Human well-being is often measured by economic prosperity metrics, like GDP and poverty rates. In a new article in Daedalus, “Governance for Human Social Flourishing,” Jenna Bednar argues that the framing needs to be expanded beyond purely financial targets to include an emphasis on community, human dignity, sustainability, and beauty.
“Economic prosperity has a far from perfect correlation with the less material and measurable goals that create meaningful lives: feeling needed by and belonging to a community, having purposeful work and agency in one’s life, and having opportunities to feel satisfaction and joy,” Bednar writes.
By instead focusing on the four pillars she presents, Bednar fills in what economic prosperity measures miss—namely, peoples’ relationships with each other.
“The impossibility of a universal vision, and the importance of collaborative connection to rebuild prosocial norms, means that supportive public policy needs to be local, enabling different communities to envision their own way forward,” she says.
The four pillars of Bednar’s research and policy agenda create a roadmap for creating those policies.
Bednar explains how each pillar contributes to human social flourishing:
- Community, both social and physical, encourages shared understanding, trust and inclusion.
- Human dignity conveys mutual worth and supports human agency and belonging through mutual respect.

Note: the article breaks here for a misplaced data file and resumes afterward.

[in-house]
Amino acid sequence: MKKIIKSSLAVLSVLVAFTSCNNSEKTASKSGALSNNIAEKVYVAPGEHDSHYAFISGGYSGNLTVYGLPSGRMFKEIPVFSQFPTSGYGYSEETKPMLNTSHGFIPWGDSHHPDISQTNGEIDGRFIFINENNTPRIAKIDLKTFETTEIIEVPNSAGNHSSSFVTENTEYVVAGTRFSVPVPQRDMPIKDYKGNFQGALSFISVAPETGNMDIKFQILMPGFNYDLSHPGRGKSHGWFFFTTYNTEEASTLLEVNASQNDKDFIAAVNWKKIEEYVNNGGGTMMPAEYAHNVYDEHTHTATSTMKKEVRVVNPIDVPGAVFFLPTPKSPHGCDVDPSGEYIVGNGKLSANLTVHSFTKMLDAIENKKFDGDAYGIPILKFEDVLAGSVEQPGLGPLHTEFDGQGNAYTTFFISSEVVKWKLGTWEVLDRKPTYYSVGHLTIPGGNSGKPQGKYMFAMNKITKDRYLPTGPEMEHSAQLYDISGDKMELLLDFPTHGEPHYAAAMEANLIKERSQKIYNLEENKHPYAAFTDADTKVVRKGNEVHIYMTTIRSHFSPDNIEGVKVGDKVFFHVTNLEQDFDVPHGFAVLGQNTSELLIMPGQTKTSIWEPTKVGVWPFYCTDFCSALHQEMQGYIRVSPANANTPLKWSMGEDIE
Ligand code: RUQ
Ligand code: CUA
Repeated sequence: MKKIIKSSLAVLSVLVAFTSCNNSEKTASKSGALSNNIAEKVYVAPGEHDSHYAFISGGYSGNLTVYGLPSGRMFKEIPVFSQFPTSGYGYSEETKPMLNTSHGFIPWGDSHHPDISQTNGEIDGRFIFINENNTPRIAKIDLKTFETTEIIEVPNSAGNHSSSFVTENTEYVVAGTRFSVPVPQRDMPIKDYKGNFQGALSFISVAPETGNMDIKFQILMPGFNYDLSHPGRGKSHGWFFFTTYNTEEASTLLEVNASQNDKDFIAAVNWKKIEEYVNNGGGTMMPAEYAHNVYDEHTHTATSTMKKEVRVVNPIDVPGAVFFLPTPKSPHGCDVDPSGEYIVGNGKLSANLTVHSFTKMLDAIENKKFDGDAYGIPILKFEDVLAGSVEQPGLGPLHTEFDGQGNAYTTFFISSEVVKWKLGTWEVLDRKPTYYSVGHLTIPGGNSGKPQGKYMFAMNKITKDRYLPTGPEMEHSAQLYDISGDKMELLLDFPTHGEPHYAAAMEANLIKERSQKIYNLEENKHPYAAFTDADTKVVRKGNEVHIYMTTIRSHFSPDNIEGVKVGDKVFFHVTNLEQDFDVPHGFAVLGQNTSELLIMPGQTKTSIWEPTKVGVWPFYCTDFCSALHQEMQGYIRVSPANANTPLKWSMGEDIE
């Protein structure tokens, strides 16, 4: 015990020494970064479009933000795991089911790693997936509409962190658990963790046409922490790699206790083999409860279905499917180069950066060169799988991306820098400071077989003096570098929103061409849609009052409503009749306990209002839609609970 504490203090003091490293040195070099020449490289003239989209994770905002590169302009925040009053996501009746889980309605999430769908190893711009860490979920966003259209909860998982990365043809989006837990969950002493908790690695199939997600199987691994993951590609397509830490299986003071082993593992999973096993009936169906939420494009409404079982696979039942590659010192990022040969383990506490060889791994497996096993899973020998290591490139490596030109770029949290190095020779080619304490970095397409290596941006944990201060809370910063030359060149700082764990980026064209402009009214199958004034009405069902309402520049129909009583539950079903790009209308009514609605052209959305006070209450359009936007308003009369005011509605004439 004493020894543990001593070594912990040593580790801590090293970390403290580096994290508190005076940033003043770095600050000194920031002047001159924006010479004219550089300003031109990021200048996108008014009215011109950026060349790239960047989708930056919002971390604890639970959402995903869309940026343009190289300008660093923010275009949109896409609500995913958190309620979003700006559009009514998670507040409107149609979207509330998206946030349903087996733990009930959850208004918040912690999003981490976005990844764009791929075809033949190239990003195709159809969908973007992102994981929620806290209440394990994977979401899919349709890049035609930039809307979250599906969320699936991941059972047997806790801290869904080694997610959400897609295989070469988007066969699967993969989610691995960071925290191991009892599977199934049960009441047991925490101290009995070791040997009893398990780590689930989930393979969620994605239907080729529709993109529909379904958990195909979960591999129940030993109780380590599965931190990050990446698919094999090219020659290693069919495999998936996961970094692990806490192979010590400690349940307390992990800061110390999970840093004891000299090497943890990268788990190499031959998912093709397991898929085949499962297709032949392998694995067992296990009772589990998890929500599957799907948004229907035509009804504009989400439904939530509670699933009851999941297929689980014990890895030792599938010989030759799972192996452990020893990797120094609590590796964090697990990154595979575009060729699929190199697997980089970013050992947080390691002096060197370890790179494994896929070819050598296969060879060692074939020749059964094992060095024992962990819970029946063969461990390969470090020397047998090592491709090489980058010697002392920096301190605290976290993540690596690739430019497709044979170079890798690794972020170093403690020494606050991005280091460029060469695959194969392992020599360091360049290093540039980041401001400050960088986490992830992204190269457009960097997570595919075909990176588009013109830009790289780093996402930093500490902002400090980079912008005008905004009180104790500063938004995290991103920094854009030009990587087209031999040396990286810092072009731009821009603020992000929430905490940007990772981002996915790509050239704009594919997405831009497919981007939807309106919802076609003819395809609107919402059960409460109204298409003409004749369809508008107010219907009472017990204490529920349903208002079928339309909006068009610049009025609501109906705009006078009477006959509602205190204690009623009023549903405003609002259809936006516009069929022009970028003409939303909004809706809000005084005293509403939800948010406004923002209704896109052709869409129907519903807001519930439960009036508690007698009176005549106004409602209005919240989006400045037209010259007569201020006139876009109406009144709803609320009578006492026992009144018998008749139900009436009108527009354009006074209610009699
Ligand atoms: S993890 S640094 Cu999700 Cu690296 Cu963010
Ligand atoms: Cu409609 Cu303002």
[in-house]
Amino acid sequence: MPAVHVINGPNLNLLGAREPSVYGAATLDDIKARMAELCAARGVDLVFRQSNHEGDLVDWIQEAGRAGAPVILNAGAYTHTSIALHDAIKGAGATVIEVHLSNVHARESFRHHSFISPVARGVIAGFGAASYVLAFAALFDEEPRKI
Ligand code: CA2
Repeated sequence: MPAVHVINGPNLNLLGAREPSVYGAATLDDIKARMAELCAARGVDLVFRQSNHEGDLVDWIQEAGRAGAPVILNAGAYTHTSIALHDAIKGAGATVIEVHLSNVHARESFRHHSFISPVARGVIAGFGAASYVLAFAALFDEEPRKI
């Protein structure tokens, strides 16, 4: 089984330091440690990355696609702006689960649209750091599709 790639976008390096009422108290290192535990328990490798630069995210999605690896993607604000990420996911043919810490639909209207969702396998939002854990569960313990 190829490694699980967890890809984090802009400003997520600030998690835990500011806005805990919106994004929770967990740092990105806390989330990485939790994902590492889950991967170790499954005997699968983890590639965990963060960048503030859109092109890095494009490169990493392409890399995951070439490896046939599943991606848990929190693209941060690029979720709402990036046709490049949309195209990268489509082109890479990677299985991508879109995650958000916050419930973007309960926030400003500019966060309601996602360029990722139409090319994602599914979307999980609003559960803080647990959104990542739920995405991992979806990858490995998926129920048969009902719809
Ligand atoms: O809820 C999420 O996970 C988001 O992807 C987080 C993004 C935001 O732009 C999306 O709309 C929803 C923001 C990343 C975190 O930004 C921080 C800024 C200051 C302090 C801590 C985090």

- Sustainability acts as a precondition to flourishing; it requires entrusting one’s fate to each other.
- Beauty, whether natural, built or conceptual, invites and conveys respect and reminds people of their humanity.
“Each of these aspirations—dignity, sustainability, community, and beauty—demands an appreciation of the significance of our relationships to one another,” Bednar writes. “And each is at least partially local in scope.”
By decentralizing and reorienting our system towards collective interests like the four pillars, Bednar argues that we can achieve a more just, sustainable and inclusive future.
“We are at a critical juncture and a moment of choice. We need a reorientation of our public policy and our political economy to make the economy serve society, and not the other way around,” Bednar concludes. “The act of rebuilding those connections, reprioritizing them, will help us stitch back together our social fabric and revive the norms that make democracy and the rule of law work, ensuring progress toward dignity and saving the life-giving beauty of the planet we all call home."
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